The technique of filament mosaic makes use of vitreous enamels and exploits their characteristic of liquefying at high temperatures.The enamels can therefore be mixed and molded to cretate rods of different colors and forms.This technique makes mosaic resemble painting as the enamels are mixed as if they were oil or tempera colors until the desired shade is obtained.The difficulty of this technique is due to high temperatures needed for this process. THE PROCEDURE FOLLOWS THE SUBSEQUENT WORK METHOD: 1)The enamels are placed on a crucible towards which a powerful flame is generated by gas and air is directed. 2)In the high temperature (about 900 C°) the incandescent enamel material becomes viscous and sticky.At that moment it is ready to be detached from the crucible with the help of a metal rod 3)The heated enamel material is mixed and made compact with the help of the metal rod.By mixing, the air bubbles trapped inside are eliminated 4)Then with the help of two small marble slabs the incandescent material is molded to the desired form, in this case a rectangle 5)The enamel material is then pulled with tweezers, to obtain a thin rod,Once cooled,it will become rigid again.The more you pull, the smaller the rod becomes.It is interesting to note that the form given initially to the enamel material is maintained with the same proportions. In the case of the filament technique,the tesserae are not cut and therefore made with the mosaic hammer and the hardie but from the rods obtained from the spinning procedure.The rods are incised with a sharp file and chipped with tweezers.During the melting procedure one can combine two or more colors together in order to form composite hues .This procedure is generally used to simplify the execution of certain features of the composition such as the human figure , the foliage,architectural or anatomical details.The filament technique enables the production of micromosaics.In fact the more one lenghtens the melted enamel material, the smaller the rod’s section becomes.This method allows the realization of microscopic tesserae and consequently the production of incredibly minute mosaics.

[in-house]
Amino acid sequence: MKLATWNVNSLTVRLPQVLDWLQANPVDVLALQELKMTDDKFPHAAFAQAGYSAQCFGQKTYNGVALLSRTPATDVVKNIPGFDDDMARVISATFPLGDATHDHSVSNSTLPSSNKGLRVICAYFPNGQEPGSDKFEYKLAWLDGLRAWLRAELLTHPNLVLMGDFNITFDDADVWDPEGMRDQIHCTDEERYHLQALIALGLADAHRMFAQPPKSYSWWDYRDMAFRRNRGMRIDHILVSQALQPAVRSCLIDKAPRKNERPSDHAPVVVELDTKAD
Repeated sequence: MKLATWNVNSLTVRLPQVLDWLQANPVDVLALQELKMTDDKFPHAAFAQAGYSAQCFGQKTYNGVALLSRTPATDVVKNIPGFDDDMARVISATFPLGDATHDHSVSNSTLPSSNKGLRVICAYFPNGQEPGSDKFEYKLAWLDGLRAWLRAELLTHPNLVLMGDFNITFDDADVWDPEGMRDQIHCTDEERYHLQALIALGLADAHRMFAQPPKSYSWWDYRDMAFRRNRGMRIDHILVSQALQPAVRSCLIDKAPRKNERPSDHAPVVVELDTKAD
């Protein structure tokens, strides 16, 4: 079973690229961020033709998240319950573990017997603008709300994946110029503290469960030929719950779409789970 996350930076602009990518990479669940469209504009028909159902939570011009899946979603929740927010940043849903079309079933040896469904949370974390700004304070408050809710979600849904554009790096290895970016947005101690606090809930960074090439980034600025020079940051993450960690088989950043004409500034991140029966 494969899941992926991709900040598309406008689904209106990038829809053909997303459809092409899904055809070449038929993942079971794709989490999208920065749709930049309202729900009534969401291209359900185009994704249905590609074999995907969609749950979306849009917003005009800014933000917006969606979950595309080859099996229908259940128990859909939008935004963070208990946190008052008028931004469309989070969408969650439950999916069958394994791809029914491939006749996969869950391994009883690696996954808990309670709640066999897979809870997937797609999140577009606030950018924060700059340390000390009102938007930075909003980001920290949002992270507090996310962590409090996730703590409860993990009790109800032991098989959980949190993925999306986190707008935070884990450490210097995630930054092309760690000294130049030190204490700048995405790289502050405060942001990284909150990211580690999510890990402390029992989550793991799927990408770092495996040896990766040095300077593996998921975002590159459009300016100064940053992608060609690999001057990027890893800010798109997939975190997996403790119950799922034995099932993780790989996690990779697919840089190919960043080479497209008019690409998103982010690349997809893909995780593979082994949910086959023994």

The phases of Execution of a Micromosaic
A layer of stucco ,produced according to an old and secret recipe handed down from a generation to another,is applied and glued onto a metal support tray outlining the same dimensions of the subject one wishes to portray. A copy of the image to be reproduced is pasted onto the stucco. Using a cutter the image is incised. Once the section of the photo is removed, the tesserae are applied in the stucco portion where the design was impressed.The mosaic is made slowly from the top to the bottom, from left to right as in the writing process.